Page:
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Canadian Study on Home-Based Workers Use of Boundaries

235KB PDF

Published: 2009

Author(s): Jennifer Myrie Kerry Daly

Summary:

A Canadian qualitative study provides insight into the strategies home-based workers use to create boundaries between their home and work lives.

Highlights:

During the 1990's the proportion of Canadians doing paid work from a home-base almost tripled, rising from 6% of the Canadian workforce to 17% in 2000 (1).  While many teleworkers and self-employed people choose to work from home because of the flexibility it offers, home-based work can create unique work-family issues, particularly around the boundaries between work and home.

A published Canadian study, by University of Guelph Master's graduate, Jennifer Myrie, provides insight into the strategies home-based workers use to create boundaries between their home and work lives.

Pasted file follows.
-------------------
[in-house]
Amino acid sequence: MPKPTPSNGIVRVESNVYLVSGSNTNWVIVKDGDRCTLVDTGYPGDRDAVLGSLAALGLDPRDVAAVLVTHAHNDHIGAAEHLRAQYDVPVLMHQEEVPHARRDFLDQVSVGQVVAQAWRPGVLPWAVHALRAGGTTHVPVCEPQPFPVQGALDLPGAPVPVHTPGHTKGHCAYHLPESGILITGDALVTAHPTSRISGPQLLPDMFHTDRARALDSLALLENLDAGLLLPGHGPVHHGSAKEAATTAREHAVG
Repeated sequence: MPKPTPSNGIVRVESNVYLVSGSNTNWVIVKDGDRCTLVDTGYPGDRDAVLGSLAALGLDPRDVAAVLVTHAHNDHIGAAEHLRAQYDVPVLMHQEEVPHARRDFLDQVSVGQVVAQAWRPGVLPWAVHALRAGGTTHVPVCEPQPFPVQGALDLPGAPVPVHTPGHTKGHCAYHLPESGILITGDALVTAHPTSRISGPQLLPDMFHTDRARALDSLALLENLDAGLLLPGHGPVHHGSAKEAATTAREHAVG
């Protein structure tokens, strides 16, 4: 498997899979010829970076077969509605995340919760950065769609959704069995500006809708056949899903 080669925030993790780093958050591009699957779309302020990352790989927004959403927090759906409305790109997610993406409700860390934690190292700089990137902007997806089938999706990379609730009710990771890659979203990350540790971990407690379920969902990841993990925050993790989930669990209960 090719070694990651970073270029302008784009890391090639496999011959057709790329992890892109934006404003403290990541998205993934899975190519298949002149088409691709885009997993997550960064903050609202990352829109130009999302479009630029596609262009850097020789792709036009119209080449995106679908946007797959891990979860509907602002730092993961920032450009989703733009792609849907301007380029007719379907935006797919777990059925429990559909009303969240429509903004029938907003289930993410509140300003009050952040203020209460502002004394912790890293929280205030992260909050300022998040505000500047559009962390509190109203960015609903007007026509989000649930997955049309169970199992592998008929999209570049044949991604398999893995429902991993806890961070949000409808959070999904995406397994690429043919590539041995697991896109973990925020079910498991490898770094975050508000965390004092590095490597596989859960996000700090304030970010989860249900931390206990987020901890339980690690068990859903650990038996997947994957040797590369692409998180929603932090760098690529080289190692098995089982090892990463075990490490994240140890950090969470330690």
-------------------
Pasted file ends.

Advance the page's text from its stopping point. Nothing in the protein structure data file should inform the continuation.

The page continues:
The study, conducted under the supervision of CFWW's Kerry Daly, is based on in-depth interviews with 30 home-based workers from southern Ontario (2). Participants identified a number of strategies they employed to separate home and work such as having set work times and designated work spaces along with other physical and conceptual barriers that help them to delineate both the visible and invisible boundaries between work and home.


References:

1. Akyeampong, E. B., & Nadwodny, R. (2001). Evolution of the Canadian workplace: Work from home. Perspectives on Labour and Income, 2, 30-36.

2. Myrie, J., & Daly, K. (2009) The Use of Boundaries by Self-employed, Home-Based Workers to Manage Work and Family: A Qualitative Study in Canada. Journal of Family and Economic Issues, 30, 4, 386-398

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